We don't rely on the answers of athletes to fill up the content hole here at our blog, although we do sometimes rely on the quotes gleaned by the media corps to react and reflect on the current state of the Jays and particular players. So we should probably be a little more sympathetic to the plight of the members of the accredited media with all-important access to those players when they get the cold shoulder.
But the thing is, we hate when the members of the media turn a declined interview into some sort of indication that there is something amiss with the player, and that he is clearly some sort of malingerer for not (pardon the pun) playing ball with them.
Apparently, Scott Rolen, the Greatest Blue Jay of All Time, rebuffed an advance from one media member or another for an interview this weekend. In all likelihood, he knew the question that was coming and didn't feel like answering it, so he declined.
The question that without a doubt was going to be asked of Rolen was: "With the trade deadline approaching and rumours that the Jays may look to deal players on this roster - including you - is that a distraction for you? How do you deal with those rumours?"
Since Rolen declined to answer, I know that the entirety of the Toronto Sports Media Cabal are being driven crazy by the lack of certainty caused by this vacuum. Remember, folks, that it has been at least a couple of weeks since any of them have had their latest Brian Burke fix, and the current Roy Halladay Saga has served only as a weak and temporary methadone. Once Burkie comes back from vacation and starts talking shit about other GMs or lets loose with a particularly odorous fart that vaguely sounds like "Kaberle", then most of this attention will be diverted, and the teeming masses will be satiated.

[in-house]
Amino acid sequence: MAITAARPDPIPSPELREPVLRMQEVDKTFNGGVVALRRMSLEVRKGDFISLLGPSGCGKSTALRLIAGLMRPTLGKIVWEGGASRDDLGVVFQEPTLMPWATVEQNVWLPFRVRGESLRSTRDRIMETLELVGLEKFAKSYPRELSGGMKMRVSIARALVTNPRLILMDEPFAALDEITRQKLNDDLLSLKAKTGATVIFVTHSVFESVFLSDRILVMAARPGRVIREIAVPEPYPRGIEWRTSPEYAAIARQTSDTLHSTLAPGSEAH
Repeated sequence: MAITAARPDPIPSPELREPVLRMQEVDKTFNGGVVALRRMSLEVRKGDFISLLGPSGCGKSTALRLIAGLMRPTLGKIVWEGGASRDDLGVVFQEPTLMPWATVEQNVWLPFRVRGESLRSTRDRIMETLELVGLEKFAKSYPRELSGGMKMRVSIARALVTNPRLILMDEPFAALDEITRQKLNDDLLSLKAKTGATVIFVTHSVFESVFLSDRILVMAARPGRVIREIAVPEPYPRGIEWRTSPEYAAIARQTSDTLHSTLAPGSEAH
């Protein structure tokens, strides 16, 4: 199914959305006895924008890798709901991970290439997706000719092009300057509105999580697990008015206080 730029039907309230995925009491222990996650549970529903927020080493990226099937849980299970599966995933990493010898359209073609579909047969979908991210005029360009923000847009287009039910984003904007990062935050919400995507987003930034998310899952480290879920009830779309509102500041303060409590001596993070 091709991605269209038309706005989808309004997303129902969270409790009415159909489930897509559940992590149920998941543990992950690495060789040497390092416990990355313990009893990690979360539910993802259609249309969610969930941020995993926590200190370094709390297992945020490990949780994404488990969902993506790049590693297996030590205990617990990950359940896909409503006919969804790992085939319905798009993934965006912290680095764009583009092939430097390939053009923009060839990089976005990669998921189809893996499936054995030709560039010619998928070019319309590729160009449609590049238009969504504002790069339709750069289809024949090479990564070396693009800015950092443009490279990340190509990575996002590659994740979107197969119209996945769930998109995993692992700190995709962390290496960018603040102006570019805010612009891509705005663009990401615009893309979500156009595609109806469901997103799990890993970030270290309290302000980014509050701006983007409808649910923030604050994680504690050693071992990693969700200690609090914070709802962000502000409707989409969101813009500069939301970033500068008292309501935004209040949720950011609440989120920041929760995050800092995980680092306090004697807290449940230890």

So as a service to those poor folks, and so that Steve Simmons doesn't lose any more hair over this, we will provide you with precisely the answer that Scott Rolen would have given on camera and to any mics that were within the area.
"You know, that's not really something you can think about. You've just gotta go out there and focus on the game. That's all you can do. If something happens, it happens. But I've really just got to focus on the task at hand, and go out there and do everything I can to help us win games."
We know this is more or less what would have been said because we've heard this answer to this question at least 100,000 times. Moreover, we know that athletes these days rarely if ever let reporters into their heads or their personal thoughts. Because athletes know that if they do happen to say something remotely interesting, the press will beat them with it like a club for the rest of their stay with the team, or the rest of their career, even if it is pretty tepid. (How many times has Roy Halladay's "Groundhog Day" comment been dredged up in the past 12 months? Anyone care to do a Nexis search on that?)
We hope this puts the GTA sports reporters out of their misery for a day or two. And no need to thank us. You're welcome.